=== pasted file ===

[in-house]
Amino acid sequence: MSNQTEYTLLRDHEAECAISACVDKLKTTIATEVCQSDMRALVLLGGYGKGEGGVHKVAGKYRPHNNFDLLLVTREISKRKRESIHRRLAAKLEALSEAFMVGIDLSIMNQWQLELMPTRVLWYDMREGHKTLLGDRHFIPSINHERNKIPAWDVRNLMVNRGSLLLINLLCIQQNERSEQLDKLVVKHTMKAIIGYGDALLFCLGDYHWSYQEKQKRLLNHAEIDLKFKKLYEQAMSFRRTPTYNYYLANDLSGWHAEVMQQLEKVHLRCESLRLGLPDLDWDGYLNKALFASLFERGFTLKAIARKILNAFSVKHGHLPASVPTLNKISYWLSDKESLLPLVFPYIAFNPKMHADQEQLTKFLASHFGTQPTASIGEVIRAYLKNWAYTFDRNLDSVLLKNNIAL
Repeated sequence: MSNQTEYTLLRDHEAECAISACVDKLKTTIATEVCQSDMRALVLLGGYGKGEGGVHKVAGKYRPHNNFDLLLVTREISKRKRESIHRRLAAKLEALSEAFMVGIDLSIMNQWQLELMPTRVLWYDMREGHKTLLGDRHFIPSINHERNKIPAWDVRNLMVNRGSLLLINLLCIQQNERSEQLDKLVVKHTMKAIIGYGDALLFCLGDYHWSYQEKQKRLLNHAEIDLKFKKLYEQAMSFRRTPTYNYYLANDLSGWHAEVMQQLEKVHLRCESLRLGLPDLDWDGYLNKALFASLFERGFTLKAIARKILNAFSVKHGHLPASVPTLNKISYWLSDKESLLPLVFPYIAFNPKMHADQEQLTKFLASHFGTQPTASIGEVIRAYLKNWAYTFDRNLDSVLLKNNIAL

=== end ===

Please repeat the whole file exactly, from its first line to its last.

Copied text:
[in-house]
Amino acid sequence: MSNQTEYTLLRDHEAECAISACVDKLKTTIATEVCQSDMRALVLLGGYGKGEGGVHKVAGKYRPHNNFDLLLVTREISKRKRESIHRRLAAKLEALSEAFMVGIDLSIMNQWQLELMPTRVLWYDMREGHKTLLGDRHFIPSINHERNKIPAWDVRNLMVNRGSLLLINLLCIQQNERSEQLDKLVVKHTMKAIIGYGDALLFCLGDYHWSYQEKQKRLLNHAEIDLKFKKLYEQAMSFRRTPTYNYYLANDLSGWHAEVMQQLEKVHLRCESLRLGLPDLDWDGYLNKALFASLFERGFTLKAIARKILNAFSVKHGHLPASVPTLNKISYWLSDKESLLPLVFPYIAFNPKMHADQEQLTKFLASHFGTQPTASIGEVIRAYLKNWAYTFDRNLDSVLLKNNIAL
Repeated sequence: MSNQTEYTLLRDHEAECAISACVDKLKTTIATEVCQSDMRALVLLGGYGKGEGGVHKVAGKYRPHNNFDLLLVTREISKRKRESIHRRLAAKLEALSEAFMVGIDLSIMNQWQLELMPTRVLWYDMREGHKTLLGDRHFIPSINHERNKIPAWDVRNLMVNRGSLLLINLLCIQQNERSEQLDKLVVKHTMKAIIGYGDALLFCLGDYHWSYQEKQKRLLNHAEIDLKFKKLYEQAMSFRRTPTYNYYLANDLSGWHAEVMQQLEKVHLRCESLRLGLPDLDWDGYLNKALFASLFERGFTLKAIARKILNAFSVKHGHLPASVPTLNKISYWLSDKESLLPLVFPYIAFNPKMHADQEQLTKFLASHFGTQPTASIGEVIRAYLKNWAYTFDRNLDSVLLKNNIAL